Yesterday morning at work, I noticed a few people wearing this red pin on their sweaters or coats. “How cool,” I thought. “People are putting whales’ tails on. Weird, but cool.” An hour later, someone handed me my own pin to put on and I saw the whale’s tail in a new light:
OK, so it wasn’t a whale’s tail. It was a red dress. Why should I wear it? “To fight heard disease in women,” the person handing out pins told me. The following is the complete text on the back of the card holding the pin:
"Heart disease is the No. 1 killer of women in America. Wearing the red dress, which is the symbol of women and heart disease, is a way to speak up against this largely preventable disease. Make the choice today. Our Hearts. Our Choice. Join us and Speak Up to Save Lives."
Heart disease actually is, according to the CDC, the leading cause of death in women (and in men too, by the way), slightly edging out cancer. And I’m all for speaking up against bad things that we can change. But what does “speaking up” accomplish in this case? What does it change?
If I say, “Well, I think heart disease in women is a bad thing,” who exactly am I standing up against? The evil we-love-women’s-heart-disease lobby? I don’t know of anyone who thinks heart disease in women is good. This makes wearing a pin against heart disease in women very different than, say, wearing a pin against gay bashing — because there are still a lot of people out there who think that a round of “smear the queer” is a good idea. Wearing a pin against heart disease in women is also different than wearing other pins because, as far as I can tell, “speaking up against” heart disease doesn’t intimidate heart disease in the slightest. Cholesterol plaques don’t dissolve in response to a good talking-to. Anti-Muslim bigotry, on the other hand, might wash away under the display of a supportive pin.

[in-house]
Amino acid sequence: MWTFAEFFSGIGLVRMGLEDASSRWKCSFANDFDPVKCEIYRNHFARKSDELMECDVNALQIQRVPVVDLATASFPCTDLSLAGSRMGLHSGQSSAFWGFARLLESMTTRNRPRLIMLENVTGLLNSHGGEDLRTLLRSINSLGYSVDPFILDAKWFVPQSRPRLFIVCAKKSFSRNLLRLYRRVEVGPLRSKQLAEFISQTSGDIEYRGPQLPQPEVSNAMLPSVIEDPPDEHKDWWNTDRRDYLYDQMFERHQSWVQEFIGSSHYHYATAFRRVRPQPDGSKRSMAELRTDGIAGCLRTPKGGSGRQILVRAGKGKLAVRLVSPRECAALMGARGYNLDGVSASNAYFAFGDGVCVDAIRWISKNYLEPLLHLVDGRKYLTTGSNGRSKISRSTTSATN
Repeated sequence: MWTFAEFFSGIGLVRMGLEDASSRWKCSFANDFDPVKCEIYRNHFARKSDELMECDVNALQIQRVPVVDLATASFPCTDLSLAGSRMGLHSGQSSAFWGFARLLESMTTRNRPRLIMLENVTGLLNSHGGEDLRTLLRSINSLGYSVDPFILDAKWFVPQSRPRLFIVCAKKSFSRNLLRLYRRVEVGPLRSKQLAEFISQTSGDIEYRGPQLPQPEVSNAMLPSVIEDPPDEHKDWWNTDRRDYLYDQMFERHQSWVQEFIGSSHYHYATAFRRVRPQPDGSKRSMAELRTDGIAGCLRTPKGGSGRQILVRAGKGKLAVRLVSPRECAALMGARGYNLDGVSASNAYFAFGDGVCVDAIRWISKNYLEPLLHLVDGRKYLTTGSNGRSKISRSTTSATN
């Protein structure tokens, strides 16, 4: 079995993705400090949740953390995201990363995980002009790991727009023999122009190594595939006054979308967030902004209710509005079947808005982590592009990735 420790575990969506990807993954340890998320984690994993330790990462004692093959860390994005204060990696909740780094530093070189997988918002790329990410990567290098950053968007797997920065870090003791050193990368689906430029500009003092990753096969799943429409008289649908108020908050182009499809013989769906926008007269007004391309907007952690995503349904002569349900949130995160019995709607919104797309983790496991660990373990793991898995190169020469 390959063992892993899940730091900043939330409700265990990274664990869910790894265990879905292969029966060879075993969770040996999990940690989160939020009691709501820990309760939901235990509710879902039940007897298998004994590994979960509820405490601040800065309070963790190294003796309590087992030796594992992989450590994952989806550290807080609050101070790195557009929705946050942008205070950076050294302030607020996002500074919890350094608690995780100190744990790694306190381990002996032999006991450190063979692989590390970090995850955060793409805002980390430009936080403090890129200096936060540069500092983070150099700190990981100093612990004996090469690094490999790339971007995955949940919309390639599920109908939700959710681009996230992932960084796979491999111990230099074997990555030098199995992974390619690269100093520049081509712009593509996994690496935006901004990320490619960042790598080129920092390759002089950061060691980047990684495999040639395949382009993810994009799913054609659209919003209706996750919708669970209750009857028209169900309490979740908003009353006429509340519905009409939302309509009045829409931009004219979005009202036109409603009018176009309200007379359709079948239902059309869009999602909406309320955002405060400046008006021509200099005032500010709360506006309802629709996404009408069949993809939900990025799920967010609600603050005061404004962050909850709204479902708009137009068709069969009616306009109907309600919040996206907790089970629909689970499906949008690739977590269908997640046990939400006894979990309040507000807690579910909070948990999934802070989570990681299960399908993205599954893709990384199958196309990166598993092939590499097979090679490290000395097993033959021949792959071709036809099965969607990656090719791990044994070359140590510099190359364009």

Does my wearing this red dress pin give any heart disease research group any money? No. I got it for free. Does wearing the red dress pin change any law or institutional practice? No. That’s not what’s called for in any picture or text or other message associated with the pin. It’s my understanding that the American Heart Association participates in some other “red dress” activities that teach women about heart attack risk factors or enable women to get a checkup, which is good, but the pin doesn’t do that.
What did the pin do? I nicely asked people at work yesterday why they were wearing the pin, and the answer over and over again was a smile and some version of the words “to stand up against heart disease in women,” followed by a return to work. No ensuing conversations. No exchange of valuable information. The feeling of participation and having done something was pretty much it.
There’s a word for the feeling of having done something without having actually done something: “slacktivism” — and this pin strikes me as slacktivist. Slacktivism can be worse than doing nothing because it releases the pressure people feel to get off their asses and actually do something.
So put away the red pin, please, or make it meaningful by having it stand as a badge of having actually, really done something. Do you really want to stop heart disease in women? Here’s a few tips.
If you are a woman, then stop smoking, eat more fruits and vegetables, and get some exercise today and tomorrow. Also donate blood — it thins your blood.
Read about some policy changes that if implemented could reduce women’s deaths from heart attacks. Then call the Congressional Switchboard at (202) 224-3121, ask to speak with your Representative’s or Senator’s office, and advocate for those changes.
Donate money to specific research and treatment programs (not general “awareness campaigns” that distribute meaningless pins).
Take these actions and you will have accomplished something.